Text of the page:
In some ways, there was nothing more predictable than the bombshell former Yamina MK Idit Silman dropped Wednesday on the coalition, which she herself chairs.
With a coalition of only 61 Knesset members compared to the Opposition’s 60, Prime Minister Naftali Bennett and Foreign Minister Yair Lapid’s jointly formed government has been hanging by a thread pretty much from day one.
Bennett’s own Yamina party, as well as Bennett himself, previously pledged not to join a government that relies on Arab parties.
Nevertheless Mansour Abbas' Islamist Ra'am party eventually made it into the coalition, which the Opposition has been going to great lengths to topple, mainly by trying to get the remaining members of Bennett’s Yamina to resign from the government.
Within the coalition, Yamina MK Nir Orbach was seen as the weakest link, and as the most likely defector. Coalition whip Silman, meanwhile, was seen as an absolute opportunist who will vehemently refuse to return to Benjamin Netanyahu’s Likud-led bloc.
That assumption was a mistake.
These opportunists are exactly the ones who build and overthrow governments in Israel, and Likud MK Yariv Levin - who effectively orchestrated Silman’s sudden resignation from the very coalition - knows this well.
Silman’s reasoning for quitting was Health Minister Nitzan Horowitz’s instruction to hospitals not to inspect visitors entering their premises during Passover for chametz - food products that are forbidden on the Jewish holiday according to religious dietary laws.
There is no point in mincing words on the issue, Silman decided to defect after she was promised the position of health minister in a Netanyahu-led government, should one emerge following the next election.
Those who spoke with Silman insist that her distress over the chametz issue was genuine.
But given that she canceled several meetings with both Bennett and Horowitz meant to resolve the matter - one can’t help but wonder what other issues Silman would have used as an excuse to try and overthrow the coalition.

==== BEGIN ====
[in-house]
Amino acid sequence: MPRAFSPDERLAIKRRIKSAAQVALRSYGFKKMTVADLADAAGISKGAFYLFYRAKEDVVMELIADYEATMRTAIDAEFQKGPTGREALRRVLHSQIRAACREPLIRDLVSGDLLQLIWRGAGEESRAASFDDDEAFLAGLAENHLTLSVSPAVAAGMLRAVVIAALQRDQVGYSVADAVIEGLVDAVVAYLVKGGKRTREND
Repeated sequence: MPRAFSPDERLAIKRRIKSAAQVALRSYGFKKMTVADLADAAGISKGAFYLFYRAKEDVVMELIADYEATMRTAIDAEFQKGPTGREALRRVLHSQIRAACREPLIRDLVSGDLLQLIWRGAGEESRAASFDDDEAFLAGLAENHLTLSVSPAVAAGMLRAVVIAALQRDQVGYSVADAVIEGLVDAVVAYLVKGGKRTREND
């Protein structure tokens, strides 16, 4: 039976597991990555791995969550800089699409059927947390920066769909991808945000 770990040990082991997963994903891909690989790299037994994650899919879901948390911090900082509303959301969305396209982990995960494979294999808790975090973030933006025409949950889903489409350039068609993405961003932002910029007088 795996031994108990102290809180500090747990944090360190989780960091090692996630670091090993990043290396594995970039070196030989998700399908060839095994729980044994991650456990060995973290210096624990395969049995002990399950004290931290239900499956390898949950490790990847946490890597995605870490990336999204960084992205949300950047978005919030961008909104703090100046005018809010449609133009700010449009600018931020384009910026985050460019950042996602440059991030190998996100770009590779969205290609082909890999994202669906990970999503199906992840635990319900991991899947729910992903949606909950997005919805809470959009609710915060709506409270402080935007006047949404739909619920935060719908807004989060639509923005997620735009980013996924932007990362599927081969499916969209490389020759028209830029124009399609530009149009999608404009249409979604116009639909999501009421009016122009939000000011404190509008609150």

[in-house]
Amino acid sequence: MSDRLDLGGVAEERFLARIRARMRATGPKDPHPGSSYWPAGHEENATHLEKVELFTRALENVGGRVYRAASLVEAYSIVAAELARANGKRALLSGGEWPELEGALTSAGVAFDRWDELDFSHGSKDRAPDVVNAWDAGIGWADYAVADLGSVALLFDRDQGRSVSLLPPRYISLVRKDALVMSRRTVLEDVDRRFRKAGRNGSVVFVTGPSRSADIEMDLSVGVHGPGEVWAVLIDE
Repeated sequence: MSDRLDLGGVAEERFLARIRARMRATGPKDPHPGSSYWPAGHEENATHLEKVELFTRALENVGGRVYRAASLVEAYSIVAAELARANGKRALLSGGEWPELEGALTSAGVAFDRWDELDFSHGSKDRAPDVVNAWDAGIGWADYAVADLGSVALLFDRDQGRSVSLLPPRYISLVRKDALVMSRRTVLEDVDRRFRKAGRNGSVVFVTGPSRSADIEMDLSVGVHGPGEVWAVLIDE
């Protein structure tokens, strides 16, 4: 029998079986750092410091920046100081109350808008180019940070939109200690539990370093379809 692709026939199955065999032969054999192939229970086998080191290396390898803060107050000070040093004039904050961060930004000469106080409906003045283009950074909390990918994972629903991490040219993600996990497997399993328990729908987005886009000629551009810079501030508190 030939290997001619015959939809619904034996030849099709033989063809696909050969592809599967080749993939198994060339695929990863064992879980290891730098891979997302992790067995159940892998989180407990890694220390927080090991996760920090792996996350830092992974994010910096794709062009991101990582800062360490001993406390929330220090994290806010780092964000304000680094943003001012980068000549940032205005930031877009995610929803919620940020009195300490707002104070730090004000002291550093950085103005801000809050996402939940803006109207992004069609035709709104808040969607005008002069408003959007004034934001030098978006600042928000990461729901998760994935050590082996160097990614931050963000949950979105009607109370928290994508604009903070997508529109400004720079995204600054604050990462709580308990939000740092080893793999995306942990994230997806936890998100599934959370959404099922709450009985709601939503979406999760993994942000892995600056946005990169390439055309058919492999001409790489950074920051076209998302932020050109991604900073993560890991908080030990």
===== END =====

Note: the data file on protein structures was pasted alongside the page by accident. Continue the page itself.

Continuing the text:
Maybe budgetary issues for new settlements in the West Bank? Lack of police enforcement in the Negev? Poor roads in the Western Galilee? Failure in observing a fallow year?
Again, there is no need to mince words. Her party chairman broke his promise and is currently the prime minister in a government of which he promised not to be a part. Silman broke her promise in order to become health minister (If Netanyahu keeps his promise, of course).
The coalition is doing all it can to try and bring Silman back and prevent it from imploding. Horowitz himself has sent reassuring messages in abundance - even before Silman’s resignation, and also afterwards.
Prime Minister Bennett will now have time for some much needed introspection. His political mistakes are clear: he indulged in his job as a "professional" prime minister, but there is no such thing in Israel.
It does not matter if your name is Ariel Sharon or Benjamin Netanyahu. Every Israeli premier must invest a substantial amount of time and energy to consolidate power and preserve the coalition.
Bennett should have spent a little less time talking with Ukrainian President Volodomyr Zelensky, and a little more time sucking up to Silman and other opportunist MKs like her.
He should have had less late night discussions about the Kremlin and more about how to pamper the members of his party who are under a constant siege by right-wing activists, who claim the lawmakers have abandoned their conservative beliefs.
True, Bennett very effectively led a government responsible for many important reforms and changes than Netanyahu’s last two governments. And yet, it did little to help the coalition's actual political survival.
Bennett had one job, not to be the prime minister mind you, but to ensure that the five members of his faction in the coalition were happy and content. Instead, he missed faction meetings, ignored the warning signs, which included tanking in the approval rating polls.
He repeatedly assured his partners, chief among them Lapid, that members of his faction were elected first and foremost because of their loyalty.
Well, here we are.
The current coalition has lost its majority in the plenum and therefore, naturally, the dissolution of the Knesset is the most likely option. This can take time, as long as there is no additional defector (the Likud promises, however, there will be one very soon).
It's simple: either Bennett will somehow find the additional pair of hands needed for the government to function and pass laws, or the Opposition will.
Now is the time for creative solutions: in recent days there has been talk of the possibility of an outside support for coalition via the Arab Joint List. If it does happen, Bennett will likely lose the rest of his right-wing Yamina faction.
Another option that came up is the appointment of Defense Minister Benny Gantz as premier with the consent of the Likud and without elections.
Usually, in such crises, the solution tends to skew toward the most obvious - i.e. the dispersal of the Knesset - and not the most creative.
One way or another, the opposition is now closer than ever to a new round of elections in September or November of this year.